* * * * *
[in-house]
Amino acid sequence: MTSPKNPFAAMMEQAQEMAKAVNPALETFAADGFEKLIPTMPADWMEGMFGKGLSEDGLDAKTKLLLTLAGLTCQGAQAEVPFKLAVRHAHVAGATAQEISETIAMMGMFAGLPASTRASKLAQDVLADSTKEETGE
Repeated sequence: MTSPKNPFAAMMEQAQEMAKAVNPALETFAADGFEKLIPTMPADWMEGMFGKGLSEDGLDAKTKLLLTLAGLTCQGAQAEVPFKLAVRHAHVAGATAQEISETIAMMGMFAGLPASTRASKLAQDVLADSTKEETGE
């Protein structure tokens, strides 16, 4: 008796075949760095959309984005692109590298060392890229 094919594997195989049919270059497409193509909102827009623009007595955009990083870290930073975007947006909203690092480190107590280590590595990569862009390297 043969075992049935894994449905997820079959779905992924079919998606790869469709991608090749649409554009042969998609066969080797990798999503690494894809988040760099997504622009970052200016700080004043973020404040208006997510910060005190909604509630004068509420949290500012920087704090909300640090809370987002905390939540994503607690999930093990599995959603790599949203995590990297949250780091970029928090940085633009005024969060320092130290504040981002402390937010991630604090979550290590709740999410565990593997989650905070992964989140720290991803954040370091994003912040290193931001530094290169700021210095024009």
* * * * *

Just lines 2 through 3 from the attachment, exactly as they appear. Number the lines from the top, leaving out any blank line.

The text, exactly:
Amino acid sequence: MTSPKNPFAAMMEQAQEMAKAVNPALETFAADGFEKLIPTMPADWMEGMFGKGLSEDGLDAKTKLLLTLAGLTCQGAQAEVPFKLAVRHAHVAGATAQEISETIAMMGMFAGLPASTRASKLAQDVLADSTKEETGE
Repeated sequence: MTSPKNPFAAMMEQAQEMAKAVNPALETFAADGFEKLIPTMPADWMEGMFGKGLSEDGLDAKTKLLLTLAGLTCQGAQAEVPFKLAVRHAHVAGATAQEISETIAMMGMFAGLPASTRASKLAQDVLADSTKEETGE